Giving away what he could sell, which represents an ancient contradiction in the marketplace, is a roll of the dice for Jim Speros and the Baltimore franchise in the Canadian Football League. It's all about television. Obviously, the owner of the first-year team believes by sampling the audience it will come back for more -- and be willing to make a later investment in buying tickets at the box office.
The idea of televising home games doesn't fit the conventional test pattern. TV is an enormous tool for exposing a new entity but established precedent is to show the team playing on the road with the hope the presentation makes such an enticing impression it will attract paying customers to the next kickoff.
That's how the National Football League got where it is today, a policy established by the late commissioner, Bert Bell, who was opposed to home television unless the game was sold out in advance. Speros, in only his team's second home appearance, had WMAR-TV air the game with the Shreveport Pirates -- which, after a flat opening half, turned into an entertaining show.
It appears Speros' gamble paid off. "I've heard only compliments," he said, which referred to the on-air work of Scott Garceau, Keith Mills and Tom Matte, plus the technical aspects of the production. WMAR also reported positive reaction.
In Speros' deal with the station, four more games will be on TV, including home dates against the Toronto Argonauts and Sacramento Gold Miners. The paid attendance of 31,172 at Memorial Stadium was a pleasant surprise. This coincided with a highly complimentary story, written by Michael Farber for a national readership in Sports Illustrated about Baltimore and the CFL.
"To have this kind of a turnout with a local telecast and the chance of rain forecast means Baltimore has given a tremendous endorsement to the CFL," said E. J. Narcise, the director of field operations. "Just think of the fans watching from Ocean City and other vacation places."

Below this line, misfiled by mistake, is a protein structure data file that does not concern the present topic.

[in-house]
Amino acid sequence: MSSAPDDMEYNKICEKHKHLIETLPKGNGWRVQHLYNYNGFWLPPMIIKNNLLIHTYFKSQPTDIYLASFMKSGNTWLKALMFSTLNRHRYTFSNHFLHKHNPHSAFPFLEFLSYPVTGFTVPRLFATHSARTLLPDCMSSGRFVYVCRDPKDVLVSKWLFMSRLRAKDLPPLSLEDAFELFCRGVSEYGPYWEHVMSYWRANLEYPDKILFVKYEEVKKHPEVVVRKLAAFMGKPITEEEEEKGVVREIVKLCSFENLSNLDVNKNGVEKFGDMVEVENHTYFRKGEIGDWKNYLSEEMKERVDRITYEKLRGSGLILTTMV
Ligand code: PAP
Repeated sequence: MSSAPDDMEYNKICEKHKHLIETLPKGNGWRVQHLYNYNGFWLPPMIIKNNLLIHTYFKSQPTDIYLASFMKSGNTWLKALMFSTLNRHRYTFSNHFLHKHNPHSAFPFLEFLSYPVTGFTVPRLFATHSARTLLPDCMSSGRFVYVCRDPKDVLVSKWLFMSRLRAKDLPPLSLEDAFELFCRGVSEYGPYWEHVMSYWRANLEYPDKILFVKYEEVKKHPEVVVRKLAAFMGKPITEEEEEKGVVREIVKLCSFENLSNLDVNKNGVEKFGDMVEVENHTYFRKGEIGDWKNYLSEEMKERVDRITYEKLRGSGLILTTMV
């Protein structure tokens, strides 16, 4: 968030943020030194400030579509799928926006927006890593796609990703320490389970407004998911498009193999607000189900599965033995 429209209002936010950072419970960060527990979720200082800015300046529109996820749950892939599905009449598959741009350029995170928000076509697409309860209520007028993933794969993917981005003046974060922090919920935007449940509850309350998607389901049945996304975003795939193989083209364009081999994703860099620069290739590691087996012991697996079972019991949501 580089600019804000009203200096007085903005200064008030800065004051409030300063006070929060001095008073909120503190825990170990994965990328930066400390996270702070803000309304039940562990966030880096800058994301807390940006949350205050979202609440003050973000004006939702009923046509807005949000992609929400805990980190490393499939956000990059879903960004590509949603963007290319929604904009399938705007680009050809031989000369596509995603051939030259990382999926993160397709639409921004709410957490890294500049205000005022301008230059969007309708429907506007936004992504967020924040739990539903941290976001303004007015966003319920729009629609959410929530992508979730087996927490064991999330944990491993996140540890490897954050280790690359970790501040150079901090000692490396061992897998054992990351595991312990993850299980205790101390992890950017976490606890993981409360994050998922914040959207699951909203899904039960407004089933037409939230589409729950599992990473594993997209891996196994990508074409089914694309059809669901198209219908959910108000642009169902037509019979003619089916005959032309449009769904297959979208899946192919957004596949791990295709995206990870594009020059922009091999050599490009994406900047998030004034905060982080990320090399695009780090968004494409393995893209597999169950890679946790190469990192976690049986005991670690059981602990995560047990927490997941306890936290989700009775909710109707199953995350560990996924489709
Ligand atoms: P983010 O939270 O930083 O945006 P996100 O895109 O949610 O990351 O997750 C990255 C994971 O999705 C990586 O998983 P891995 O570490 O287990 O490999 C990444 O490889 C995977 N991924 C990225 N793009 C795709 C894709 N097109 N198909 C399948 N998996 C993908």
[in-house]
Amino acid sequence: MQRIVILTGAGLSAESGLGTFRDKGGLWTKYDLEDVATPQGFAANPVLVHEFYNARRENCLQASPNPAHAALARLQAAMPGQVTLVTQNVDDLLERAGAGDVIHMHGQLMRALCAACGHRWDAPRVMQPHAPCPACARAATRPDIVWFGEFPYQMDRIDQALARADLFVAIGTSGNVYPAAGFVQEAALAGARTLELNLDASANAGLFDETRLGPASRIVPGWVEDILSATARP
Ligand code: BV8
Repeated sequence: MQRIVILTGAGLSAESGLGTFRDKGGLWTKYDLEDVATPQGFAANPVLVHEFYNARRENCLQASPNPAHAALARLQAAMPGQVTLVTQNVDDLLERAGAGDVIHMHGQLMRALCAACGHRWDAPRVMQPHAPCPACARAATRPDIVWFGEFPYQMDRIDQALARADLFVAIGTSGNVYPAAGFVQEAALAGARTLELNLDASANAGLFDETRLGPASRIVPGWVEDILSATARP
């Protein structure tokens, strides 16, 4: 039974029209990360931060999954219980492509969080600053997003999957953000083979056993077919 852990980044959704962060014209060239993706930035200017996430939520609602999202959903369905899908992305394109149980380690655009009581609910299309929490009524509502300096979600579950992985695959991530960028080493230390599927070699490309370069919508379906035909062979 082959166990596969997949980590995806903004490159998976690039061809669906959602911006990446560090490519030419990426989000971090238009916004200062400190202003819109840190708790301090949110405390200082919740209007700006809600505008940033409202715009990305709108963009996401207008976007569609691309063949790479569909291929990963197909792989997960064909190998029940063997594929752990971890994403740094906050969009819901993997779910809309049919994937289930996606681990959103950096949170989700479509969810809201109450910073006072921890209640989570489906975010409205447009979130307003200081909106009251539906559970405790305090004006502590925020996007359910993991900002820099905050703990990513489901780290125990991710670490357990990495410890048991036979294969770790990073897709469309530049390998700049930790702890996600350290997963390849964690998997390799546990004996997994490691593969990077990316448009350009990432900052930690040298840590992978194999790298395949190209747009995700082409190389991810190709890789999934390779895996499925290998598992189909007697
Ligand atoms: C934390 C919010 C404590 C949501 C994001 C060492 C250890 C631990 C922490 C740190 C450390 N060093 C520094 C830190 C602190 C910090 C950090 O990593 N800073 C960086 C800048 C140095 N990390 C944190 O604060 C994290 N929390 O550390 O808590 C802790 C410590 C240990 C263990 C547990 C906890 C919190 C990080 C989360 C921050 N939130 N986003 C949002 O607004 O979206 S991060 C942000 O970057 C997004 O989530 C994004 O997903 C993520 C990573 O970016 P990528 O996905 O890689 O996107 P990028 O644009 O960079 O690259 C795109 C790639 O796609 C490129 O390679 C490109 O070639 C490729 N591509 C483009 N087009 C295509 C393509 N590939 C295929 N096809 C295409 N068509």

The CFL public address announcer gave the crowd the result of the Orioles' game, which is more than the Orioles provided the Camden Yards spectators when the Baltimore football team was opening its schedule in Toronto on July 7. The team also introduced a live horse as a mascot. He's named "Loudy," after the Colts' most faithful fan, the late Hurst Loudenslager.
This is no pony. It's a 13-year-old gelding who raced as the "Bernsville Kid" on Maryland tracks before bowing his tendons. He's owned by Bernie Urban and ridden by his daughter, Erica. The presence of "Loudy" was made possible because Nationwide Insurance provided coverage gratis for the rider and spectators in case of a mishap.
"We didn't want to see the mascot idea dropped," explained John Gallup, a Baltimore agent for the company. Meanwhile, the Colts' Band was playing with usual gusto. The musicians were given air-cooled quarters to use before the game, unlike last week, plus food and drink.
Speros, who has a packed agenda, has corrected mistakes and fielded suggestions. One thing he wants didn't happen. It pertains to introductions on the PA that the name of the player and his respective college be used. Speros realizes the value that can come from such identifications since the makeup of the teams are generally unknown.
What's more essential is that the scoreboard needs to be updated electronically. Letters and numbers aren't "printing," which turns the messages into guessing games of trying to fill in the blanks. It's irritating to the public.
A visit from Norfolk sports columnist Bob Molinaro of the Virginian-Pilot, a Baltimorean who grew up watching the Colts, provided a personalized view on the proceedings.
"The crowd count is promising," he said. "I just hope when the fans' anger against the NFL runs its course the support will build and not diminish. The NFL doesn't realize it, but getting the fans to stop calling the team Colts is about as unlikely as draining all the crabs out of Chesapeake Bay."
Speros' effort to televise a home game (only the team's second) is a calculated risk but the impression is he was a winner both ways -- at the gate and in creating an interest from fans who never saw the CFL and now may buy a ticket.